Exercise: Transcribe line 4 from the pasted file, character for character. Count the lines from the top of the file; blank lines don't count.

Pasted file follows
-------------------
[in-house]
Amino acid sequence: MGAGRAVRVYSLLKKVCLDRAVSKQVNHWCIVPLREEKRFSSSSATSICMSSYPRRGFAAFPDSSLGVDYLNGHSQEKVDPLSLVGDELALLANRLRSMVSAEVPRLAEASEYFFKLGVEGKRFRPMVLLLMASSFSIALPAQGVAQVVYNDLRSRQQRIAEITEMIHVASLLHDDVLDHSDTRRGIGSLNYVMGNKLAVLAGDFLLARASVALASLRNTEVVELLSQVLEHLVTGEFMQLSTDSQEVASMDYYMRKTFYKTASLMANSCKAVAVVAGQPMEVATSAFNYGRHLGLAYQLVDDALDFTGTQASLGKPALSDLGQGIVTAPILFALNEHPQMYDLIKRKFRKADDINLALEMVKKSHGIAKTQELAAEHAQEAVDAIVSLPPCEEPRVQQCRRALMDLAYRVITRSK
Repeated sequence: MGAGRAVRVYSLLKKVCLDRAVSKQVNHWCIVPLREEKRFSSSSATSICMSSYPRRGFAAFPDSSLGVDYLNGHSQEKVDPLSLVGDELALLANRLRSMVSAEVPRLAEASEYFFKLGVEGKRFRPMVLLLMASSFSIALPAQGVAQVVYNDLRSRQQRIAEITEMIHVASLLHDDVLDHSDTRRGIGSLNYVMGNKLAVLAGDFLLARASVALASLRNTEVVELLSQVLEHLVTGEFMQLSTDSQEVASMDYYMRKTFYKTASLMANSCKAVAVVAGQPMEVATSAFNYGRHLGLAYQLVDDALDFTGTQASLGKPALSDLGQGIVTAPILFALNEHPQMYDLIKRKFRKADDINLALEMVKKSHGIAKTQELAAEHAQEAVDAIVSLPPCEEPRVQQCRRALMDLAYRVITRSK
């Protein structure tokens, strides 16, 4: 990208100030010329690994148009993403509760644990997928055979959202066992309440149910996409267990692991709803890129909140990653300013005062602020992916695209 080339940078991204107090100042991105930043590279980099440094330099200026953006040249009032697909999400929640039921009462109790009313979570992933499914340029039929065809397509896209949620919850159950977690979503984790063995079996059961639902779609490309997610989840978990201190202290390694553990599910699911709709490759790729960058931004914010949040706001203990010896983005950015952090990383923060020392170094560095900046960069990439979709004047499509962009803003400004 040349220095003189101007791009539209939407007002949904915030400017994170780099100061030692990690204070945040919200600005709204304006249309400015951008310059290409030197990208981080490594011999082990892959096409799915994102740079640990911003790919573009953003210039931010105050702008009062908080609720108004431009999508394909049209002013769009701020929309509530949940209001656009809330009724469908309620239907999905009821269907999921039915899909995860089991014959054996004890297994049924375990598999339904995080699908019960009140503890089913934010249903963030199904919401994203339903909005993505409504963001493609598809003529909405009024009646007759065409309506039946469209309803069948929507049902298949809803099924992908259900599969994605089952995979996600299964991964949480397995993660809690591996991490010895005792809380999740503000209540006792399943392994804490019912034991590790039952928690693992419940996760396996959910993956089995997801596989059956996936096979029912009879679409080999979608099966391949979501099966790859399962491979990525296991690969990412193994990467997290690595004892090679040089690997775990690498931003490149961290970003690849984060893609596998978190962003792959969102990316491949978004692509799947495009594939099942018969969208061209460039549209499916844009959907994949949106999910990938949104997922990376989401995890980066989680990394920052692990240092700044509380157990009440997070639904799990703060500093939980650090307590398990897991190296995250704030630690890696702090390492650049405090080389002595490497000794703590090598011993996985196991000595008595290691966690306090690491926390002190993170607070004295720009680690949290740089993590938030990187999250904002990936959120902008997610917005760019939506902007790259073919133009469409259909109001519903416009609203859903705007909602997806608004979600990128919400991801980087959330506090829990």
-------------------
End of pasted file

């Protein structure tokens, strides 16, 4: 990208100030010329690994148009993403509760644990997928055979959202066992309440149910996409267990692991709803890129909140990653300013005062602020992916695209 080339940078991204107090100042991105930043590279980099440094330099200026953006040249009032697909999400929640039921009462109790009313979570992933499914340029039929065809397509896209949620919850159950977690979503984790063995079996059961639902779609490309997610989840978990201190202290390694553990599910699911709709490759790729960058931004914010949040706001203990010896983005950015952090990383923060020392170094560095900046960069990439979709004047499509962009803003400004 040349220095003189101007791009539209939407007002949904915030400017994170780099100061030692990690204070945040919200600005709204304006249309400015951008310059290409030197990208981080490594011999082990892959096409799915994102740079640990911003790919573009953003210039931010105050702008009062908080609720108004431009999508394909049209002013769009701020929309509530949940209001656009809330009724469908309620239907999905009821269907999921039915899909995860089991014959054996004890297994049924375990598999339904995080699908019960009140503890089913934010249903963030199904919401994203339903909005993505409504963001493609598809003529909405009024009646007759065409309506039946469209309803069948929507049902298949809803099924992908259900599969994605089952995979996600299964991964949480397995993660809690591996991490010895005792809380999740503000209540006792399943392994804490019912034991590790039952928690693992419940996760396996959910993956089995997801596989059956996936096979029912009879679409080999979608099966391949979501099966790859399962491979990525296991690969990412193994990467997290690595004892090679040089690997775990690498931003490149961290970003690849984060893609596998978190962003792959969102990316491949978004692509799947495009594939099942018969969208061209460039549209499916844009959907994949949106999910990938949104997922990376989401995890980066989680990394920052692990240092700044509380157990009440997070639904799990703060500093939980650090307590398990897991190296995250704030630690890696702090390492650049405090080389002595490497000794703590090598011993996985196991000595008595290691966690306090690491926390002190993170607070004295720009680690949290740089993590938030990187999250904002990936959120902008997610917005760019939506902007790259073919133009469409259909109001519903416009609203859903705007909602997806608004979600990128919400991801980087959330506090829990």